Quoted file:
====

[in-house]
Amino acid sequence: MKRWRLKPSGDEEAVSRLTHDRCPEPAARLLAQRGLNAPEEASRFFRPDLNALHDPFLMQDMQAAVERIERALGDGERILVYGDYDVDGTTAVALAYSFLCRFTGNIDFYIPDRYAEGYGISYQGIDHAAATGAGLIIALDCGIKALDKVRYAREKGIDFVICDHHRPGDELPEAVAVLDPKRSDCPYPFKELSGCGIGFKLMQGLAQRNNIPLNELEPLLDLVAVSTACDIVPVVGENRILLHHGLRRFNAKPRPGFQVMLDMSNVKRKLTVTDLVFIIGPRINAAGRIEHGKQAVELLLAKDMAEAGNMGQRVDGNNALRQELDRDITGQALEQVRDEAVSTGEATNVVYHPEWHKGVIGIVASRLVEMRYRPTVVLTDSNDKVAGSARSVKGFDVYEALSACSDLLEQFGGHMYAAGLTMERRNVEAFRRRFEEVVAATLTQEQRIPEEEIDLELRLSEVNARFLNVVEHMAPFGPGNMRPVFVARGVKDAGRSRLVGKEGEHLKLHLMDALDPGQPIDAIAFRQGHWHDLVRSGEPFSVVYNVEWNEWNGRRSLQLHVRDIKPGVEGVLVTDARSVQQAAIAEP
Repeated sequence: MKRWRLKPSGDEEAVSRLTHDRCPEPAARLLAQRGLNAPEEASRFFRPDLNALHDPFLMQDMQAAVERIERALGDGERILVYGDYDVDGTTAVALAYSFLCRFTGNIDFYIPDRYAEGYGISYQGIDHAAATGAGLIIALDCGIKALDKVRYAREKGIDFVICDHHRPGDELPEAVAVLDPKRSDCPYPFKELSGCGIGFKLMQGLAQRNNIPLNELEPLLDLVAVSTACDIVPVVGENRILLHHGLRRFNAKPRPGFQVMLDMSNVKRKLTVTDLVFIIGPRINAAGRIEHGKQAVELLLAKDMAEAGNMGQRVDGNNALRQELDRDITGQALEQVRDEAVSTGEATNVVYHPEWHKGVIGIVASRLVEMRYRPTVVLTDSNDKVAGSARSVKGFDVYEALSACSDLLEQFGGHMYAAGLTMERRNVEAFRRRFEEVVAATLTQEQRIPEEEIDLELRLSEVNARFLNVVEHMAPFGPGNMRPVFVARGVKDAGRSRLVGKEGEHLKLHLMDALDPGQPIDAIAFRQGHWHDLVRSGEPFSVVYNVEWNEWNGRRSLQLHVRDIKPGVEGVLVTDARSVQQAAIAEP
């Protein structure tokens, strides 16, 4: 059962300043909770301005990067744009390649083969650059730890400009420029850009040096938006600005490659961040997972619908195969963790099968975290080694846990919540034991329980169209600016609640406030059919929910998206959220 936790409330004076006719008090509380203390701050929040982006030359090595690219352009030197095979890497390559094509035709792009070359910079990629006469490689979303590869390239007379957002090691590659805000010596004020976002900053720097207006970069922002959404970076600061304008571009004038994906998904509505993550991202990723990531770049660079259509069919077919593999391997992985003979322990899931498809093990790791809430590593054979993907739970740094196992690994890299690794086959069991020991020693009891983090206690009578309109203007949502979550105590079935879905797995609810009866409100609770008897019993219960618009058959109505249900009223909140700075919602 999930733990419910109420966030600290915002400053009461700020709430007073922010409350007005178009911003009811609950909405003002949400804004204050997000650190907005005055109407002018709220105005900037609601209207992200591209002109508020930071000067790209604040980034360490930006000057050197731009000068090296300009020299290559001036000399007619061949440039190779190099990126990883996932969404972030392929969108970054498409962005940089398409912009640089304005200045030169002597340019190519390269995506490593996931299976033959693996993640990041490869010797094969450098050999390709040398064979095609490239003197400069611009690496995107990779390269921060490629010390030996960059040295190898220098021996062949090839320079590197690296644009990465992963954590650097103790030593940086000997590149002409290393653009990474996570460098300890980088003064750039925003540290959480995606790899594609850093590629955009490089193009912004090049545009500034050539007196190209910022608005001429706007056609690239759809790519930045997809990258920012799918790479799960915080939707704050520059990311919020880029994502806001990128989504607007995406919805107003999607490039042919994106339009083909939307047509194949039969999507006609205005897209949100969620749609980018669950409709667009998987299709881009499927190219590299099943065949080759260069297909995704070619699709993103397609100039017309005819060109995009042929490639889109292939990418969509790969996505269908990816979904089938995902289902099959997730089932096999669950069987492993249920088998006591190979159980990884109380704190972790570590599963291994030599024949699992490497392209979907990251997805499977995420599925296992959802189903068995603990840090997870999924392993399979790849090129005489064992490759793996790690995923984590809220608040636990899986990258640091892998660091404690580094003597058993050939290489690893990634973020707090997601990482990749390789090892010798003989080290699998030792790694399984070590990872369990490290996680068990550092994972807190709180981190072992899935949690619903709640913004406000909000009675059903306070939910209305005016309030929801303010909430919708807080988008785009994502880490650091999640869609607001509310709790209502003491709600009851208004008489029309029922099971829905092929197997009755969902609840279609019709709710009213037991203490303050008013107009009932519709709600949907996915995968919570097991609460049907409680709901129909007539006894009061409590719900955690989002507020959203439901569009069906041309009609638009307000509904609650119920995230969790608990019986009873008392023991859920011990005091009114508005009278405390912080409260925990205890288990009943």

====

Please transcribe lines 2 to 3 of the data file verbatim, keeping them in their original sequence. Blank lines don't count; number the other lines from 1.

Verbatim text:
Amino acid sequence: MKRWRLKPSGDEEAVSRLTHDRCPEPAARLLAQRGLNAPEEASRFFRPDLNALHDPFLMQDMQAAVERIERALGDGERILVYGDYDVDGTTAVALAYSFLCRFTGNIDFYIPDRYAEGYGISYQGIDHAAATGAGLIIALDCGIKALDKVRYAREKGIDFVICDHHRPGDELPEAVAVLDPKRSDCPYPFKELSGCGIGFKLMQGLAQRNNIPLNELEPLLDLVAVSTACDIVPVVGENRILLHHGLRRFNAKPRPGFQVMLDMSNVKRKLTVTDLVFIIGPRINAAGRIEHGKQAVELLLAKDMAEAGNMGQRVDGNNALRQELDRDITGQALEQVRDEAVSTGEATNVVYHPEWHKGVIGIVASRLVEMRYRPTVVLTDSNDKVAGSARSVKGFDVYEALSACSDLLEQFGGHMYAAGLTMERRNVEAFRRRFEEVVAATLTQEQRIPEEEIDLELRLSEVNARFLNVVEHMAPFGPGNMRPVFVARGVKDAGRSRLVGKEGEHLKLHLMDALDPGQPIDAIAFRQGHWHDLVRSGEPFSVVYNVEWNEWNGRRSLQLHVRDIKPGVEGVLVTDARSVQQAAIAEP
Repeated sequence: MKRWRLKPSGDEEAVSRLTHDRCPEPAARLLAQRGLNAPEEASRFFRPDLNALHDPFLMQDMQAAVERIERALGDGERILVYGDYDVDGTTAVALAYSFLCRFTGNIDFYIPDRYAEGYGISYQGIDHAAATGAGLIIALDCGIKALDKVRYAREKGIDFVICDHHRPGDELPEAVAVLDPKRSDCPYPFKELSGCGIGFKLMQGLAQRNNIPLNELEPLLDLVAVSTACDIVPVVGENRILLHHGLRRFNAKPRPGFQVMLDMSNVKRKLTVTDLVFIIGPRINAAGRIEHGKQAVELLLAKDMAEAGNMGQRVDGNNALRQELDRDITGQALEQVRDEAVSTGEATNVVYHPEWHKGVIGIVASRLVEMRYRPTVVLTDSNDKVAGSARSVKGFDVYEALSACSDLLEQFGGHMYAAGLTMERRNVEAFRRRFEEVVAATLTQEQRIPEEEIDLELRLSEVNARFLNVVEHMAPFGPGNMRPVFVARGVKDAGRSRLVGKEGEHLKLHLMDALDPGQPIDAIAFRQGHWHDLVRSGEPFSVVYNVEWNEWNGRRSLQLHVRDIKPGVEGVLVTDARSVQQAAIAEP